In 1974, black agents sent Director H.S. Knight a memorandum outlining numerous concerns about the treatment of black agents in the Service. (Id. ¶¶ 6-9.) Plaintiffs do not allege they received any responses to this communication from Knight or any other representative of the Service. In 1977, the agents sent a letter to Knight in which they outlined largely the same concerns and recounted two instances of white agents using racial slurs in the presence of black agents. (Id. ¶¶ 10-13.) Knight responded by sending a letter to all Service employees urging them to refrain from using racial slurs and charging supervisors with dealing with racist comments promptly and firmly. (Id. ¶ 14.)
In 1987, representatives of black agents met with Assistant Director of the Office of Investigations Kevin Houlihan and Acting Assistant Director of Protective Operations George Opfer and reiterated the concerns of racial discrimination they spelled out in their 1977 letter. (Id. ¶¶ 15-21.) Houlihan responded by letter to Special Agent Donald Tucker, one of the representatives of the black agents. In the letter, Houlihan agreed to address and intensify efforts at recruiting and hiring, recognized the need for "consultations with minority agents" and agreed to meet on a regular basis, agreed to raise the issue of assignments to the Special Agent in Charge, mentioned that the Service was reconsidering its agent career tracking, and assured the agents that each SAC had a mandate to deal with his personnel fairly. (Id. ¶¶ 22-24.) Houlihan did not offer any concrete proposals. (Id. ¶ 25.) Later that year, Tucker received a low performance evaluation that he felt was retaliation for his earlier efforts to raise issues of racial discrimination with Houlihan and Opfer. Tucker then wrote to Houlihan that he intended to file a complaint against the Service, and responded to Houlihan's letter summarizing it as "basically stat[ing] that [Houlihan] will back the supervisor -- right or wrong -- against the employee." (Id. ¶ 26-27.)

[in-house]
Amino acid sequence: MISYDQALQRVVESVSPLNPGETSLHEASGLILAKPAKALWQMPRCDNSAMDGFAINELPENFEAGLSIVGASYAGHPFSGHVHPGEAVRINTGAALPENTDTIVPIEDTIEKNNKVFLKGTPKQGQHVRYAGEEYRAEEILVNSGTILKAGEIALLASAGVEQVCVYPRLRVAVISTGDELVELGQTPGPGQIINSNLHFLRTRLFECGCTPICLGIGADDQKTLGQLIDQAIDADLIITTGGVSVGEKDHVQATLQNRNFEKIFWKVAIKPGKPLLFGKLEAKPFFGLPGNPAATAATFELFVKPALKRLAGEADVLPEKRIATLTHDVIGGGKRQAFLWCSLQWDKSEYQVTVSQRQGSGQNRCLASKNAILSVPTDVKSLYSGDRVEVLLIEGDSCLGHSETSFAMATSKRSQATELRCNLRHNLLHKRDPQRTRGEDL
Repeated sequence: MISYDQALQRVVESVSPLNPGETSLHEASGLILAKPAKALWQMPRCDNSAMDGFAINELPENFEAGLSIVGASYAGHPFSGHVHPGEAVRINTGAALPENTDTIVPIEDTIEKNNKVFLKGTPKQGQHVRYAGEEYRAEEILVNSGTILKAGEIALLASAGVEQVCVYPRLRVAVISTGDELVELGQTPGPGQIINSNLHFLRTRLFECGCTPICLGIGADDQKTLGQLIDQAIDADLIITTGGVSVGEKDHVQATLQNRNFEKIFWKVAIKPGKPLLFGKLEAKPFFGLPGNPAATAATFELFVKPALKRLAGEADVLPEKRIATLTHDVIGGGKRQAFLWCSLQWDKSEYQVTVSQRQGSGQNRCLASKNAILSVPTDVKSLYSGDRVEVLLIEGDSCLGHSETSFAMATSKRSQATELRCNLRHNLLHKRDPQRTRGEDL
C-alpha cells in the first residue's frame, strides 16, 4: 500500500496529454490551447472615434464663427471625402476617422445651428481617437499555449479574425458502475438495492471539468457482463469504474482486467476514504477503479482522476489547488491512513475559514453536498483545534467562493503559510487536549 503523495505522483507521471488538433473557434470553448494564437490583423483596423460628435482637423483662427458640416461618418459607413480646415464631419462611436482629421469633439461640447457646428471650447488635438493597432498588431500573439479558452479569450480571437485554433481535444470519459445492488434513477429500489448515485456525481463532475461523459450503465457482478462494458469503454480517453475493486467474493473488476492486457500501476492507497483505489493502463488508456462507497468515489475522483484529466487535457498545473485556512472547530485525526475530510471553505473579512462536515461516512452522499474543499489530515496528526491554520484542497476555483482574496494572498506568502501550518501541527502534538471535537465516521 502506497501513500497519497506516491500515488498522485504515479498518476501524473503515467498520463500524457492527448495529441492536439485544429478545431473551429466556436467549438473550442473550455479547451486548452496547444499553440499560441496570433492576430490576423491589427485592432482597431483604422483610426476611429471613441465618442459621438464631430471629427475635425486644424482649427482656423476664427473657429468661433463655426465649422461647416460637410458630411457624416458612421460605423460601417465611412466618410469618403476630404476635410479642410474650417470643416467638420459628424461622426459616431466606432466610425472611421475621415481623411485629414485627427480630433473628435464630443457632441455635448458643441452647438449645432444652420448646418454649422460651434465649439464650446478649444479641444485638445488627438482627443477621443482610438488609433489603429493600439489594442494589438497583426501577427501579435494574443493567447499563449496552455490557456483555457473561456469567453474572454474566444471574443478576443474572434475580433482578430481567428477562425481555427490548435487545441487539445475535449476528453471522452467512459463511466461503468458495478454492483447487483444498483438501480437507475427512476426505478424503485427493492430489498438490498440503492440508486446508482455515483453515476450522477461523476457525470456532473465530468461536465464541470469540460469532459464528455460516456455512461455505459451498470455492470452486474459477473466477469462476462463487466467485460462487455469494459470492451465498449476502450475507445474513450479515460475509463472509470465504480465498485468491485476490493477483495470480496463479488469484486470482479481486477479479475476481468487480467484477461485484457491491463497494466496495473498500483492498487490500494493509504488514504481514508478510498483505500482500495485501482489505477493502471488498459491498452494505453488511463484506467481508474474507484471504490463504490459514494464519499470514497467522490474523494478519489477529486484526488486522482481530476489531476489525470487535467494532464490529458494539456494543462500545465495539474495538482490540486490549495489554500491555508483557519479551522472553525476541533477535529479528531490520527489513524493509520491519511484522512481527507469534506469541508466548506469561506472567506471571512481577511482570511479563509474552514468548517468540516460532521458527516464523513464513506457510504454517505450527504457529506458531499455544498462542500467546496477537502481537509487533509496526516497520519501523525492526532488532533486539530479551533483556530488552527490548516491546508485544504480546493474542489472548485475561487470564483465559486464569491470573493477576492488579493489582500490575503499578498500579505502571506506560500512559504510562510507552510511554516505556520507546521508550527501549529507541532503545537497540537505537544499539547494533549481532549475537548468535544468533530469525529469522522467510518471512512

In 1989, representatives of the black agents sent a memorandum to Director John Simpson detailing the same concerns as in previous correspondences. (Id. ¶ 28.) Plaintiffs do not allege any responses to this communication from Simpson or any other representative of the Service. In 1992, John Magaw became the director of the Service and the black agents sent a "statement to [him] outlining concerns about recruitment and hiring, promotions, assignments, training and discrimination/disparate treatment." (Id. ¶ 35.) Plaintiffs do not allege they received any responses to this communication from Magaw or any another representative of the Service.
In their proposed amended complaint, plaintiffs offer two additional communications between management of the Service and the black agents in support of their claim of equitable estoppel. In the early 1990s, plaintiffs allege that Magaw attended the National Organization of Black Law Enforcement convention, appeared receptive to minority concerns, and promised Special Agent Alonzo Webb that he would investigate the treatment of black agents. (Am. Compl. ¶ 63.) Then, in 1998, Deputy Director Bowen met with Webb and expressed concern about the number of minorities enrolled in Special Agent Training Classes. Bowen stated that "something has to be done" and indicated that he intended to address the problem. (Id. ¶ 64.)